The GIS system integrates with other disciplines within SCIRT, providing solutions across all departments: Communications, Assessment, Design, Transport, Delivery, Commercial, and Management.

The position of the GIS team within SCIRT – at the receiving end of data-streams from many other disciplines and departments – has enabled the creation of integrated solutions linking these datasets and enabling spatial queries and analysis of novel information.

The SCIRT GIS system sources different types of spatial and non-spatial information from varying organisations including, but not restricted to, central government, local government, utility, maintenance and survey companies, uploading into a single database format and projection.

The objective is to provide appropriate up-to-date information so it can prompt the best decisions on the rebuild.

This data is transformed and integrated into new data and information meeting specific requirements for the benefit of the rebuild effort, which is then displayed via the SCIRT GIS viewer and passed on to other data systems within SCIRT such as 12d, CAD design and Infonet.

The challenge was in combining large datasets from over 20 organisations supplying different file formats, coordinating systems and each organisation”s internal logic, into a uniform, relevant and understandable future-proof view for all of the SCIRT GIS viewer users.

In addition, the base GIS database structure has been established in a flexible manner, providing SCIRT with scalability so it can enlarge the datasets as more information comes into the system, while keeping rigid about the completion of metadata and internal formats to ensure data integrity within the system.

Two key engineering tools within the SCIRT Project have been developed, with engineers, into GIS analysis processes in order to increase integration with the GIS datasets and enable automation and frequent re-runs of the processes.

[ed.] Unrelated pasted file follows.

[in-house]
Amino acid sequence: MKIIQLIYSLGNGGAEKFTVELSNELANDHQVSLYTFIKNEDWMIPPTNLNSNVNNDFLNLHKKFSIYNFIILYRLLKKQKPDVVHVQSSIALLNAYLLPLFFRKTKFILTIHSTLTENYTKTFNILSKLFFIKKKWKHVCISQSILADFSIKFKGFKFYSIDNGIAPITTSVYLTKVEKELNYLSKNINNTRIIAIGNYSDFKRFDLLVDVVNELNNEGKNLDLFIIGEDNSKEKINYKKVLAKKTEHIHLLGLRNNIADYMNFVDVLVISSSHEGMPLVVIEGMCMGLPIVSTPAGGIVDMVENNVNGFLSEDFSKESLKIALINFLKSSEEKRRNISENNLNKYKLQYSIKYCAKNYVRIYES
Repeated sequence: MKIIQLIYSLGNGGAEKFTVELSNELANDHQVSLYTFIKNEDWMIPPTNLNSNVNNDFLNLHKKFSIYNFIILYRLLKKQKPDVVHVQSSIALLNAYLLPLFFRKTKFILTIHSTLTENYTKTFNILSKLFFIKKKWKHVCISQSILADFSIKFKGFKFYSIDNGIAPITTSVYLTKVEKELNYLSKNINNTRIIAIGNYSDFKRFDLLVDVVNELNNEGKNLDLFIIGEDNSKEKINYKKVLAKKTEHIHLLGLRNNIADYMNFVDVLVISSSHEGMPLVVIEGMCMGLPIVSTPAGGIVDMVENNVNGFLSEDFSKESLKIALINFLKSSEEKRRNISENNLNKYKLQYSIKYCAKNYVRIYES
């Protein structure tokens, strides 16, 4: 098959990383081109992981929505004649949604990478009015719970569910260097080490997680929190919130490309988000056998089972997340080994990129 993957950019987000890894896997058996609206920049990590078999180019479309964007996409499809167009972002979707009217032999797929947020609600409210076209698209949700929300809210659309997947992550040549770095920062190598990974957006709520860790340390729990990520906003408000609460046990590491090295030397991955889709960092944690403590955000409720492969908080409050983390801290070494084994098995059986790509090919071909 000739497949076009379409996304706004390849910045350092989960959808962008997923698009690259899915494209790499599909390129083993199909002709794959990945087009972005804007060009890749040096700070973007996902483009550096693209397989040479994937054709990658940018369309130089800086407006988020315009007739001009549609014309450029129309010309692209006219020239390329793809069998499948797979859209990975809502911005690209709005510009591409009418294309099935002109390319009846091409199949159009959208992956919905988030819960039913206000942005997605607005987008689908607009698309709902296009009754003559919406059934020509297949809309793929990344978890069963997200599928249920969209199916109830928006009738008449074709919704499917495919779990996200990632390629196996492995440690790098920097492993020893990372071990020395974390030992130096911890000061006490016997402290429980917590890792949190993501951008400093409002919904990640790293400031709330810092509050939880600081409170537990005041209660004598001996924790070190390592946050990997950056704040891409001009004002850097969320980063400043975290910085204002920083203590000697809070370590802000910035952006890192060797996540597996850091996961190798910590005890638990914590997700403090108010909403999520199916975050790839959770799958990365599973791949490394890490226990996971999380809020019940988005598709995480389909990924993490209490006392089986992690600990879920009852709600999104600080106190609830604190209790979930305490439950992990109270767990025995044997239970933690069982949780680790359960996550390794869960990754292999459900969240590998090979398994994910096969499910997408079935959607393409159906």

These are the Project Scheduling Multi-Criteria Analysis (MCA) tool which has been used for prioritisation and scheduling of projects; and the Pipe Damage Assessment tool, which is used to help target the deployment of Closed-Circuit Television (CCTV) crews for physical damage assessment.

Another key achievement was its input into a whole of program re-estimate, which relied heavily on summarising all utility network damage, constructed data and zone information.

SCIRT has been given a unique responsibility for the underground asset data integrity of a large part of the city, working closely in a trusted role with the Christchurch City Council (CCC) to ensure asset management data meets current specifications and is fit and future proof for changes and growth.

Over the course of the project, the SCIRT GIS team will process and deliver an unprecedented length of wastewater, stormwater and water supply ”as-built” data and roading GIS information meeting stringent specifications, and passing back into CCC for final acceptance quality checks.

Most GIS teams maintain the data they supply within their organisation and therefore change can be controlled and adjusted at a pace that suits that team.

As a result, most GIS systems are not designed for constant changes to data schema and updates and manual processes suffice.

A major difference in the SCIRT GIS system is the large amount of data schema changes and updates that occur due to the amount of new information appearing and the changing needs of the organisations.

Automation of processes such as these is paramount to the successful operation of the system.

While GIS is certainly not a new technology, its use in Christchurch at SCIRT expands the scale of what has been undertaken in other organisations and other engineering projects in New Zealand.